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International Legal Research
This guide will serve as an introduction or beginning set of resources for those legal researchers who are searching in the field of international law. It will focus on finding treaties and other international agreements. It provides sources, print and electronic, that are available in the University of New Hampshire Law Library and through its licensed electronic subscriptions. It is a work in progress and will be edited irregularly. Pages for international criminal law and international IP are being developed.
Textbooks on International Legal Research
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UNH Franklin Pierce Law students will need their UNH email credentials to logon for the ebooks.
International and Foreign Legal Research by
Call Number: ebook - for UNH Law and UNH only
Publication Date: 2012-04-19
International and Foreign Legal Research: A Coursebook emphasizes legal research strategies applicable across the landscape of research sources. Topics covered in the book range from a general chapter on basic concepts to five chapters on particular subjects of international law. Each major aspect of research, such as using periodical indexes, is treated once in depth. Elsewhere in the book, other sections refer readers to that in-depth treatment, while adding information specific to the topic being discussed. A companion website is also made available to help users of the book stay up-to-date on new sources and strategies.
International Law Legal Research by
Call Number: KZ1234 .W565 2013 (Main Stacks)
Publication Date: 2013-10-22
International Legal Research in a Nutshell by
Call Number: KZ1234 .H64 2008 (Main Stacks)
Publication Date: 2017-03-24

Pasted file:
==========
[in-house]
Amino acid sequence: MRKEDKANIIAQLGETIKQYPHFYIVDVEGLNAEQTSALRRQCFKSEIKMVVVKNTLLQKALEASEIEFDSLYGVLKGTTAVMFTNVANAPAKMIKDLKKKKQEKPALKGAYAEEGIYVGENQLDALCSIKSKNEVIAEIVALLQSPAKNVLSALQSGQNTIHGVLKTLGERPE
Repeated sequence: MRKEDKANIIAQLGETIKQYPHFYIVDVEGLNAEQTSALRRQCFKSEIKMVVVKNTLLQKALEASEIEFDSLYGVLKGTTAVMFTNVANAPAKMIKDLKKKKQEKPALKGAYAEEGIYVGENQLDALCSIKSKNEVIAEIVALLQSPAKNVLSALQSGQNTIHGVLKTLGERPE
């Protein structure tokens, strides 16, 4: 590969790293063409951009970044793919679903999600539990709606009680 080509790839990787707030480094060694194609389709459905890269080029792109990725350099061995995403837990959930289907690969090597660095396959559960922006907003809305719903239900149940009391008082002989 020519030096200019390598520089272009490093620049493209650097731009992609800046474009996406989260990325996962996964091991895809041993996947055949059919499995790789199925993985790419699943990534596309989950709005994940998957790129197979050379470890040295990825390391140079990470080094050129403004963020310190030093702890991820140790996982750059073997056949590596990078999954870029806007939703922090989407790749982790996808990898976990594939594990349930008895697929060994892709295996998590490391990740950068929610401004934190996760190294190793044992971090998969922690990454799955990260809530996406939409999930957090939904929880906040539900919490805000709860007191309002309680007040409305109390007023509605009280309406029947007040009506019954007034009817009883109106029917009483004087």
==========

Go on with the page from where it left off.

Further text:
This Nutshell provides a basic introduction to international and foreign legal research for the non-specialist. It offers guidance through the unfamiliar pathways of research using international and non-US legal legal materials and demystifies the world of treaties and international case law. Since it's aimed at the non-specialist, it provides straight-forward background information on the United Nations and the European Union and includes guidance using the documents and legal materials of these institutions. There are extensive links to the rich world of Web resources, but it also describes print research tools that remain important in this field. Finally, it sets out a road map for approaching a research problem involving international, foreign and comparative law. Additional teaching materials are available for this title, and include online links to research sources noted in the book: Appendix A: Comprehensive List of Sources Appendix B: Websites Containing National Law Appendix C: Web Treaty Collections Appendix D: Planning Your Research and Organizational Tools
Selected Books on International Law
The Oxford Guide to Treaties by
Call Number: KZ1301 .O94 2014
Publication Date: 2014-05-27
The Cambridge Companion to International Law by
Call Number: KZ3410 .C35 2012
Publication Date: 2012-01-26
Brownlie's Principles of Public International Law by
Call Number: KZ3225.B76 A37 2012
Publication Date: 2012-11-25
Selected Blogs on International Law
The FCIL-SIS serves as a forum for the exchange of ideas and information on foreign, comparative and international law and legal research. This blog is intended to be a fun and educational resource for Foreign Comparative and International Law - Special Interest Group of AALL (FCIL-SIS). It is open to anyone interested in foreign, comparative, and international law or law librarianship.
International Law Prof Blog
Part of the Law Prof. Blog network. Includes news and substantive posts on international law from a scholar's point of view.
IntLawGrrls was founded in March 2007 by Diane Marie Amann as a blog authored by women who teach and work in international law, policy and practice.
A blog featuring informed discussion of international law by and among academics, practitioners and legal experts.
Sources of International Law
When researching international law issues, Article 38 of the International Court of Justice Statute lists the sources of international law in order of their weight as authority:
- International conventions and treaties
- International custom as evidence of a general practice accepted as law
- General principles of law recognized by civilized nations (doctrines of fairness and justice applied universally in legal systems throughout the world)
- Judicial decisions and teachings of the most highly qualified publicists
The first three sources are primary sources while judicial decisions and teachings of the most highly qualified publications are treated as secondary sources.